Opinion: Dutch-American Friendship Treaty

POSTED: 02/6/12 2:41 PM

The government has a thorn in its side and it is called the Dutch-American Friendship Treaty. Our government does not like this treaty because it gives American citizens the same rights as European Dutch citizens. The courts have time and again confirmed this, not only in St. Maarten, but also in Aruba where Americans have called upon the treaty in the past. If Americans have the same rights as European Dutch do, they are entitled to be admitted by law if they meet certain conditions. In our opinion, this also implies that, like European Dutch, Americans do not need a work permit in St. Maarten.

Justice Minister Roland Duncan does not want to hear about this: his attorneys keep referring to the national ordinance on admission and expulsion, as if this piece of local legislation supersedes international treaties. Prime Minister Wescot-Williams has in the past already publicly stated that it does not: the Friendship Treaty applies in St. Maarten and when people want to call upon it the government will have to look at it. At least, that’s what our PM said on July 12, 2010. That date is important, because at the time Wescot-Williams was in the opposition with her Democratic Party. She has never retracted the statement.

And yes, the government does look at the Friendship Treaty when people call upon it. Just ask Tina Abbot and Claire Lorraine and Shai Talmi about it. The Talmi case shows how sloppy the justice department is in dealing with a simple request for admission by law. The Talmis put in a request on January 5, 2010. We don’t know what the ministry did with the letter, but it is clear what it did not do: react. It is about the rudest treatment a citizen is able to get from his government, and it is even worse when it becomes plausible to assume that not answering such letters is a strategy designed to frustrate people and to make a problem go away without doing anything.

Half a year later, the Talmis filed an appeal against what had become a fictitious refusal. This bureaucratic rule protect the civil service to a ridiculous level: there are terms within which the government has to reply to a request, but when it does not reply at all, its unwritten answer is the so-called fictitious refusal.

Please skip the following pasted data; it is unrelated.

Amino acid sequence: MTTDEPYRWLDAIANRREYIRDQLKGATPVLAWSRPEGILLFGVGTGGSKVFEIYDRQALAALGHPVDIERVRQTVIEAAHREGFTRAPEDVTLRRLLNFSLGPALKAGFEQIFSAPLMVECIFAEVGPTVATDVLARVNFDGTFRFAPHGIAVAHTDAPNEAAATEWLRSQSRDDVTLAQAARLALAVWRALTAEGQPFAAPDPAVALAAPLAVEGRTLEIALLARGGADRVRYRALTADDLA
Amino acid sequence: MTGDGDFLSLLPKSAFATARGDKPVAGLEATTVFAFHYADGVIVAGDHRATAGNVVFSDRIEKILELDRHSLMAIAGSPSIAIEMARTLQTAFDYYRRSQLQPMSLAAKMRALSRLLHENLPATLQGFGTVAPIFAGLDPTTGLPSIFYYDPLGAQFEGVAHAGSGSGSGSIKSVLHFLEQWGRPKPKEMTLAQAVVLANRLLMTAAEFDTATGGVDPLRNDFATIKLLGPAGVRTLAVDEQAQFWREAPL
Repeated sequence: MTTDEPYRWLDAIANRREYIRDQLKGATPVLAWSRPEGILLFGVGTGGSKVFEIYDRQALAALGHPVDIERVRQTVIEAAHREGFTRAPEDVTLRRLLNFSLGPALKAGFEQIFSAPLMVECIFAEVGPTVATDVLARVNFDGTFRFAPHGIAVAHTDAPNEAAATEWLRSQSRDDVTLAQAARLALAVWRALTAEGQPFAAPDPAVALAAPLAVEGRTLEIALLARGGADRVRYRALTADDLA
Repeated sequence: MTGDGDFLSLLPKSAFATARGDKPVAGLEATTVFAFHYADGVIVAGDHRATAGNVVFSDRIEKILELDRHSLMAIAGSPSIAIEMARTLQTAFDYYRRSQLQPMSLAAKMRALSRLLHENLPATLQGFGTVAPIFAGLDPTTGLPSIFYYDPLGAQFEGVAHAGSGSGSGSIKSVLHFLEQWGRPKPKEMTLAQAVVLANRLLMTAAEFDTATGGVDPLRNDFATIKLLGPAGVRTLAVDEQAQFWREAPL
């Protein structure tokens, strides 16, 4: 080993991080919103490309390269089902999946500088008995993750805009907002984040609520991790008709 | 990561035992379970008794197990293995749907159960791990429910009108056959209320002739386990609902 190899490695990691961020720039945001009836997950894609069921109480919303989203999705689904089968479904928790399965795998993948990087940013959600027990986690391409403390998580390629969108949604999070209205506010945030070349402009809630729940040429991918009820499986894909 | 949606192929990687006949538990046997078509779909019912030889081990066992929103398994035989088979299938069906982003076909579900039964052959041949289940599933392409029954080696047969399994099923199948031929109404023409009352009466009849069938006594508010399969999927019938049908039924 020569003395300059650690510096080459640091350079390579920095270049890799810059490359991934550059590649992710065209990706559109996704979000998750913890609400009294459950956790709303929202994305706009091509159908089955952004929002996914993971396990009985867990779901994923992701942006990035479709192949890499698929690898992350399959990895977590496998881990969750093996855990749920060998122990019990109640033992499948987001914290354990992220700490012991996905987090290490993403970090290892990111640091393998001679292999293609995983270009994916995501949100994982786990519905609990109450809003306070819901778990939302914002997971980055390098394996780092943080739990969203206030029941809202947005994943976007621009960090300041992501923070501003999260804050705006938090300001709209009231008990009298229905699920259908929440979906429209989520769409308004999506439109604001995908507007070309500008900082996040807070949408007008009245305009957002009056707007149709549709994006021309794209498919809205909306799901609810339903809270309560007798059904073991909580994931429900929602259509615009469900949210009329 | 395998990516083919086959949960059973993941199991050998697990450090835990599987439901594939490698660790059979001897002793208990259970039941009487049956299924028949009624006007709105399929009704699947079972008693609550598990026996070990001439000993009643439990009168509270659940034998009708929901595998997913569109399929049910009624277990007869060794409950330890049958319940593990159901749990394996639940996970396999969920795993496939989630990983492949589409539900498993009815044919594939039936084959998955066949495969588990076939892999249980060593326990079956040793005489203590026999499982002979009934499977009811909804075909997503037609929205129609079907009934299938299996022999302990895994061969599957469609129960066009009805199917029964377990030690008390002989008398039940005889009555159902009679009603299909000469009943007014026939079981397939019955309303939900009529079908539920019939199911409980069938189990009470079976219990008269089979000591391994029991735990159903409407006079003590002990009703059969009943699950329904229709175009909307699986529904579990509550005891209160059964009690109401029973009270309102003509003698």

The argument that the civil service is understaffed is ridiculous, especially since the justice ministry has a standard position on the issue at hand. It does not want to abide by the law and it does not want to honor this international treaty, even though it has not managed to present one valid argument to support this position.

Only the justice ministry, and by extension the government of St. Maarten, keeps saying that the Friendship Treaty is not directly applicable on our island. Several court rulings have made clear that this position is untenable, and therefore also unlawful. The American Consul in Curacao, Valerie Belon, already told Minister Duncan in November 2010 that as far as her country is concerned, the treaty is applicable.

But here we are, almost one and a half year further, and Duncan has just received his marching orders from the court. He has to take a new decision on the Abbott and Talmi-cases by February 27.

While it is predictable what this decision will be, the question remains: what to do with a minister who keeps ignoring international treaties? And who is going to take action against him?

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Comments (1)


  1. NederLANA says:

    Hi. i found this article while searching for information on the reciprocity of the Dutch American Friendship Treaty for Dutch people to go to the US.

    I had to comment on an incorrect assumption that seems to be the premise for most of your argument.

    You write:
    “In our opinion, this also implies that, like European Dutch, Americans do not need a work permit in St. Maarten.”

    However, it seems that the Netherlands’ government current interpretation of the treaty is for to lower some of the barriers to entry for American “entrepreneurs” who are operating a viable business AND are self-employed. This is not a work permit which allows you to freely look for jobs from employers. There is a scenario where your business may be a consultancy and you do a “project” for a business, but they have to get a special permit called the TWV in YOUR NAME, and declaring that you are working as a self-employed worker, like B2B (business to business). Again, this caveat in the current interpretation of the treaty refers specifically to self-employment and not an unrestricted work permit as you suggest.

    So technically, an American should also need a work permit to find employment in ANY land under the Kingdom of the Netherlands, including St Maarten. Americans should NOT have the same rights in these islands as European Dutch according to my understanding of the treaty terms as stated
    by the Dutch Immigration and Naturalization services on their website:

    I am not aware of the specific cases that you demonstrate in your article, but I hope that this may shed some light into what may be perceived as prejudiced rulings.